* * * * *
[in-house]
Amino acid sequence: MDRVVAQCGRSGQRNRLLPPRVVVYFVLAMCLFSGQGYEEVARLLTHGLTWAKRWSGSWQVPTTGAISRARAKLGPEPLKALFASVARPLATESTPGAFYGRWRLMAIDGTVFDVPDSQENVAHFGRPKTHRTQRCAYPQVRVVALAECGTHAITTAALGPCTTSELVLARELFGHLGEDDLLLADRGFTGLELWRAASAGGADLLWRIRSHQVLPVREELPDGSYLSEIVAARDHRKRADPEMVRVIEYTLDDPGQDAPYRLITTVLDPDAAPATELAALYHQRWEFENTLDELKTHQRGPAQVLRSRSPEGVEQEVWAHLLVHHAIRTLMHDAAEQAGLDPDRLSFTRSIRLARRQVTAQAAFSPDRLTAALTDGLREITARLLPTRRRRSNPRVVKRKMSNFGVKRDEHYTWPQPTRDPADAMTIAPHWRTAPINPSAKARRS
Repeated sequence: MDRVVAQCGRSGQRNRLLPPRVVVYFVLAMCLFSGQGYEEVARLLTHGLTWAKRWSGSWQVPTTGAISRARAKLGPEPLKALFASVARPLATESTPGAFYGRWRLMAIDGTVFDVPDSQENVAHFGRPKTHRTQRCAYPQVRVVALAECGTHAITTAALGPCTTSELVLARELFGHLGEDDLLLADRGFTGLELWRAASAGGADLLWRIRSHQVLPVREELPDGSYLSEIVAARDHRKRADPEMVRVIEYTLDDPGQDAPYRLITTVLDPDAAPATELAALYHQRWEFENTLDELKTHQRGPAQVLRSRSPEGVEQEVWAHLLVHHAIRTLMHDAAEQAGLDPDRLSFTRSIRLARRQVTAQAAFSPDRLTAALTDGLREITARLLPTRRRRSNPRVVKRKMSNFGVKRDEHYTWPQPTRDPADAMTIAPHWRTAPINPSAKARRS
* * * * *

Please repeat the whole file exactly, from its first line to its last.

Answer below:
[in-house]
Amino acid sequence: MDRVVAQCGRSGQRNRLLPPRVVVYFVLAMCLFSGQGYEEVARLLTHGLTWAKRWSGSWQVPTTGAISRARAKLGPEPLKALFASVARPLATESTPGAFYGRWRLMAIDGTVFDVPDSQENVAHFGRPKTHRTQRCAYPQVRVVALAECGTHAITTAALGPCTTSELVLARELFGHLGEDDLLLADRGFTGLELWRAASAGGADLLWRIRSHQVLPVREELPDGSYLSEIVAARDHRKRADPEMVRVIEYTLDDPGQDAPYRLITTVLDPDAAPATELAALYHQRWEFENTLDELKTHQRGPAQVLRSRSPEGVEQEVWAHLLVHHAIRTLMHDAAEQAGLDPDRLSFTRSIRLARRQVTAQAAFSPDRLTAALTDGLREITARLLPTRRRRSNPRVVKRKMSNFGVKRDEHYTWPQPTRDPADAMTIAPHWRTAPINPSAKARRS
Repeated sequence: MDRVVAQCGRSGQRNRLLPPRVVVYFVLAMCLFSGQGYEEVARLLTHGLTWAKRWSGSWQVPTTGAISRARAKLGPEPLKALFASVARPLATESTPGAFYGRWRLMAIDGTVFDVPDSQENVAHFGRPKTHRTQRCAYPQVRVVALAECGTHAITTAALGPCTTSELVLARELFGHLGEDDLLLADRGFTGLELWRAASAGGADLLWRIRSHQVLPVREELPDGSYLSEIVAARDHRKRADPEMVRVIEYTLDDPGQDAPYRLITTVLDPDAAPATELAALYHQRWEFENTLDELKTHQRGPAQVLRSRSPEGVEQEVWAHLLVHHAIRTLMHDAAEQAGLDPDRLSFTRSIRLARRQVTAQAAFSPDRLTAALTDGLREITARLLPTRRRRSNPRVVKRKMSNFGVKRDEHYTWPQPTRDPADAMTIAPHWRTAPINPSAKARRS